I’d love Caleb to meet both Elena and Lila in Elena Ferrante’s My Brilliant Friend. Caleb is enslaved in an enclave that feels similar to the poor Naples community that Elena and Lila are brought up in. I believe they’d help him to become more streetwise!

Which incident in your life totally changed the way you think today?
In my journalism days, I drove overland with my husband from London to Nairobi, though Egypt and Sudan. The journey, and the need for self-reliance, has helped me gain a sense of perspective, and to know what is important, and what is mere noise.

What was a time in your life when you were really scared?
Oddly enough, I have rarely felt scared when travelling, even when I find myself if potentially dangerous settings. But I am terrified when I stand at the top of a ski slope, knowing there’s only one way off the mountain and that’s to ski down it.

If you had to go back in time and change one thing, if you HAD to, even if you had “no regrets” what would it be?
I wouldn’t have given away a box a matches to a fellow traveller. We were queuing to get off a barge, which had taken us down the Aswan High Dam Lake to Sudan. It was a chaotic scene, and I forgot that I’d placed my engagement ring in the matchbox for safety (not one of my best ideas). I didn’t see my engagement ring again. I now wear my late-grandmother’s engagement ring, so there is a happy ending to this sorry tale.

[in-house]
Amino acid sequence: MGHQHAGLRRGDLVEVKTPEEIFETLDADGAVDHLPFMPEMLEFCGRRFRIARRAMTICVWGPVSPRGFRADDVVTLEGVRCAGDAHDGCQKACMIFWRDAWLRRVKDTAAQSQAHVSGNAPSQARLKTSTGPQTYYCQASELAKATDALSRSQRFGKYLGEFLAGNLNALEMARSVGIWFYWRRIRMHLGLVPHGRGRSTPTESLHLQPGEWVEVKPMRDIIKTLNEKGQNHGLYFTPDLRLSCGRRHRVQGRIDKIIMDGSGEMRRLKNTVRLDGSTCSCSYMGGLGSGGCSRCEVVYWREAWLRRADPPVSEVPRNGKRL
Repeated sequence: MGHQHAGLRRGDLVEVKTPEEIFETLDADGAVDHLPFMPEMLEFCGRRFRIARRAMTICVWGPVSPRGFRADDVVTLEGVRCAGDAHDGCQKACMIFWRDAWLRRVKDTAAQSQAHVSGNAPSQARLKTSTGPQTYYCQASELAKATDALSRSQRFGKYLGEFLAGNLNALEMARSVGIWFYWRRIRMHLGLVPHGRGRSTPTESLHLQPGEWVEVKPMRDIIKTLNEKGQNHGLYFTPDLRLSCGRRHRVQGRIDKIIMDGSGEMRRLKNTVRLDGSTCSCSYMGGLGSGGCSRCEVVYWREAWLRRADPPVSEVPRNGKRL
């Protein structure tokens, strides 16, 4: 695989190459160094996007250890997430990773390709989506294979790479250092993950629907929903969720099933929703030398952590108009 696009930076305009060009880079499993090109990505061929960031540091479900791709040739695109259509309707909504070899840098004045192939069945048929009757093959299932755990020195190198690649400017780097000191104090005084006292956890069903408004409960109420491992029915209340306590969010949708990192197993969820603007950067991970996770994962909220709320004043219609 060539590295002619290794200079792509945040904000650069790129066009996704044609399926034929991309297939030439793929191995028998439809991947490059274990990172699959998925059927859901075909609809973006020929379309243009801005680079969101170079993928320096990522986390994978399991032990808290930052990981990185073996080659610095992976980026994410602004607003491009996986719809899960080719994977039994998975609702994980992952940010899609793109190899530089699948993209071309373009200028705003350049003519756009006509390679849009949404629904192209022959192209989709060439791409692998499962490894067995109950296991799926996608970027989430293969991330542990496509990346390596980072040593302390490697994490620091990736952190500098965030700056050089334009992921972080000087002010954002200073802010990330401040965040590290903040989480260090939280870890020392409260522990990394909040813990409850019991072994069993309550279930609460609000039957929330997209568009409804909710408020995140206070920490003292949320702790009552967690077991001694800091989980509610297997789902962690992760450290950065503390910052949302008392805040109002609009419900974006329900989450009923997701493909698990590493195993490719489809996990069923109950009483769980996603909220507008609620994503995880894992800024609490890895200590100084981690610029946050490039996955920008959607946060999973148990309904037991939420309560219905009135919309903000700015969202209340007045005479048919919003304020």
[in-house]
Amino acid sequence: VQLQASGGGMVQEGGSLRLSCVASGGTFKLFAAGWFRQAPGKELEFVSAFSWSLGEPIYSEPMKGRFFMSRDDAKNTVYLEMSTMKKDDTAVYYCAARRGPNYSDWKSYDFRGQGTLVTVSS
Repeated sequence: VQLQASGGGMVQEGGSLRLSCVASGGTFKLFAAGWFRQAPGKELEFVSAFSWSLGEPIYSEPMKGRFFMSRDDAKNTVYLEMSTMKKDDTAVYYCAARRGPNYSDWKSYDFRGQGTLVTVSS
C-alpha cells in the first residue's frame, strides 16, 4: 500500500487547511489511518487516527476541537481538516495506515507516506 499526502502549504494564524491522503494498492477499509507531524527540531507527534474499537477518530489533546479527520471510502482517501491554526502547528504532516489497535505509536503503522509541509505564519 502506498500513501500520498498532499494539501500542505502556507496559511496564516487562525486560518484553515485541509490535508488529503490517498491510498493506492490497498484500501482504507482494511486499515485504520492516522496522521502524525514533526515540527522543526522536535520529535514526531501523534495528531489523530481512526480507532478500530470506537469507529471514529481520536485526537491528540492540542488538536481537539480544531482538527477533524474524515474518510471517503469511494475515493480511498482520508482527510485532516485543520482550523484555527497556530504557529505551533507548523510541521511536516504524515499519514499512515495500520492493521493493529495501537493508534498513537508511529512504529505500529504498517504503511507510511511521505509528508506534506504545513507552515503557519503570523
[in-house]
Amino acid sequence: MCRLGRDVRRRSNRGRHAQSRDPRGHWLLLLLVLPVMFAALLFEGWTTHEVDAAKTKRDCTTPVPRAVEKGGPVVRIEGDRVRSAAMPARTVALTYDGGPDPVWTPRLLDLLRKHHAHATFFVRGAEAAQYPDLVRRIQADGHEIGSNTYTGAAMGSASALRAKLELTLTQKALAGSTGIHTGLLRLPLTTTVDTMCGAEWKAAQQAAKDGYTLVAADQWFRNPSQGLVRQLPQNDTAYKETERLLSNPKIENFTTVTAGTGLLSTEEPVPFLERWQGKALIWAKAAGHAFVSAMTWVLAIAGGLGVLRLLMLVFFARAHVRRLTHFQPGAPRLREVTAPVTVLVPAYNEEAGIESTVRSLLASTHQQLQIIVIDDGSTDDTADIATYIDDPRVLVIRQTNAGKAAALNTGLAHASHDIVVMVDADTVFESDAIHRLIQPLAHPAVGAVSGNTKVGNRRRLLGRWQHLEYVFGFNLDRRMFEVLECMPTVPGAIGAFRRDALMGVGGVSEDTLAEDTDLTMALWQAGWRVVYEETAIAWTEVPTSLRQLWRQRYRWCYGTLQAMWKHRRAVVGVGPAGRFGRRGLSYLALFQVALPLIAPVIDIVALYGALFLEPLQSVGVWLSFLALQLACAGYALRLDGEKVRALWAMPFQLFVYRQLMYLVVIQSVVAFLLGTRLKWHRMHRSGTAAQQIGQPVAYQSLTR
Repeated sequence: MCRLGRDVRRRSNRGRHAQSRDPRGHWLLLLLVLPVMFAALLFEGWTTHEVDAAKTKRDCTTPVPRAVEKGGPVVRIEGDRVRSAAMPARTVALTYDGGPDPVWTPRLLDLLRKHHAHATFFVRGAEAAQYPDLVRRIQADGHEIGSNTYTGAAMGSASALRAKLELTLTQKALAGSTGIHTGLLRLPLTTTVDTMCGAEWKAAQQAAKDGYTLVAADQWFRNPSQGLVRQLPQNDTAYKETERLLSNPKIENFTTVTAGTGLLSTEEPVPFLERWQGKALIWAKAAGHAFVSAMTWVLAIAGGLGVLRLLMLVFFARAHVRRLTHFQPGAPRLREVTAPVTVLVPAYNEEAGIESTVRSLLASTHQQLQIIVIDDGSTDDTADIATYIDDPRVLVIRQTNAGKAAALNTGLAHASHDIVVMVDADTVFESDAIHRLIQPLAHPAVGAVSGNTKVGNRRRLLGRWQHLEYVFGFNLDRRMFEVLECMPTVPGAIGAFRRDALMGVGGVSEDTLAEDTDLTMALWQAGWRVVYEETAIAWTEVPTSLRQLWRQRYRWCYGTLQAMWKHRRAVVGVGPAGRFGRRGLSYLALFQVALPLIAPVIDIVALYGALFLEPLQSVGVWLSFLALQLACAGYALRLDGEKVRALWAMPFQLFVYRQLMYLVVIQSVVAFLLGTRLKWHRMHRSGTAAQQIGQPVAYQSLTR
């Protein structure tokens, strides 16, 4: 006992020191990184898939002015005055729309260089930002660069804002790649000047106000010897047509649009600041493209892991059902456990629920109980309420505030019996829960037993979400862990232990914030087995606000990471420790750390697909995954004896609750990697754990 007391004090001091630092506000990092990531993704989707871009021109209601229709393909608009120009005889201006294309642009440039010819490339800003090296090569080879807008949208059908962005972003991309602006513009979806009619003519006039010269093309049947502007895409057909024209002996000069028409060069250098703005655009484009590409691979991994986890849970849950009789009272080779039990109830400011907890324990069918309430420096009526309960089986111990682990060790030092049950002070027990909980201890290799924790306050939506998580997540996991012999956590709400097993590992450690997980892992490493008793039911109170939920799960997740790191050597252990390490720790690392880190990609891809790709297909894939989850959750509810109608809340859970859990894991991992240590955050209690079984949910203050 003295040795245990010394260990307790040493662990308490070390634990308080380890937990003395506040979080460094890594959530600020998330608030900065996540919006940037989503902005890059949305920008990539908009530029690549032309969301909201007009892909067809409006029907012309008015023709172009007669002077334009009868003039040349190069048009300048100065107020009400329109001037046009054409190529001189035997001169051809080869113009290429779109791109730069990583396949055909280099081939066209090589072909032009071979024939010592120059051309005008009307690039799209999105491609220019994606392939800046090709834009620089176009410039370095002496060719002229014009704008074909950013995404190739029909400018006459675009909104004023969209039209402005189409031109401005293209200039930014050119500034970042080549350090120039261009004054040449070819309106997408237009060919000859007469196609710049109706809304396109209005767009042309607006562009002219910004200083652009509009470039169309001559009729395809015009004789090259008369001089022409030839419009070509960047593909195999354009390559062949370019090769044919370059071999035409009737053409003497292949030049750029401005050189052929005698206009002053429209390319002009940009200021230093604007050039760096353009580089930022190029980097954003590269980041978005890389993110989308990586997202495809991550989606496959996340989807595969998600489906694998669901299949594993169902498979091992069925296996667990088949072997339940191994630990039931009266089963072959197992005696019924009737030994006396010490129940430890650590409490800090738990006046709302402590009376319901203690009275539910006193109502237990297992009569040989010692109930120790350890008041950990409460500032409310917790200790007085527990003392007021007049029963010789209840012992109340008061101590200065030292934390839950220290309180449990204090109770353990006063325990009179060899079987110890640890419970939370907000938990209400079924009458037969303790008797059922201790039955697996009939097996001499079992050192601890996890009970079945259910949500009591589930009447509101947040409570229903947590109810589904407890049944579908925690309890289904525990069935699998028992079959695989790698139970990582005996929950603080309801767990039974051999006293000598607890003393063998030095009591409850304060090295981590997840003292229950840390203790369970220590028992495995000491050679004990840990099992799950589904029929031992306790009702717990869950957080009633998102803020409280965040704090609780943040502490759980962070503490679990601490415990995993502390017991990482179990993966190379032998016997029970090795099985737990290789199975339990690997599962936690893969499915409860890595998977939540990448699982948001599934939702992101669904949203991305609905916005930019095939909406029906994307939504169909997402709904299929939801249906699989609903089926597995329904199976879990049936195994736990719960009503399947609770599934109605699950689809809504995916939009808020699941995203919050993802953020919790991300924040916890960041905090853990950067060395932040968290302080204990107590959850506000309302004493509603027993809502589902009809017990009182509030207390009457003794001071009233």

“I told Ma Lexie my documents were lost, but I still have them. Mother sewed them into the straps of my backpack. She made me sleep with my pack strapped with a belt to my arm, while she slept across the tent’s entrance.”

“Skylark offered to help me but warned me not to tell the other people in my group because she couldn’t help everyone. She had space in her sidecar for just one, and she thought I had—what did she say?— real grit. She chose me.”

“This job is perfect. It’s hard work, but I don’t miss school any more, only my friends. Yesterday, though, I nearly lost my nerve—pushing the needle through fur—it woke up memories, and the soles of my feet began to sweat.”

“If I were more calculating—which I need to be, according to the family—I’d be more guarded. There’s no doubt Caleb is a charmer, which can be a dangerous quality. It’s easy for a charmer to morph into something darker, a trickster, a con merchant.”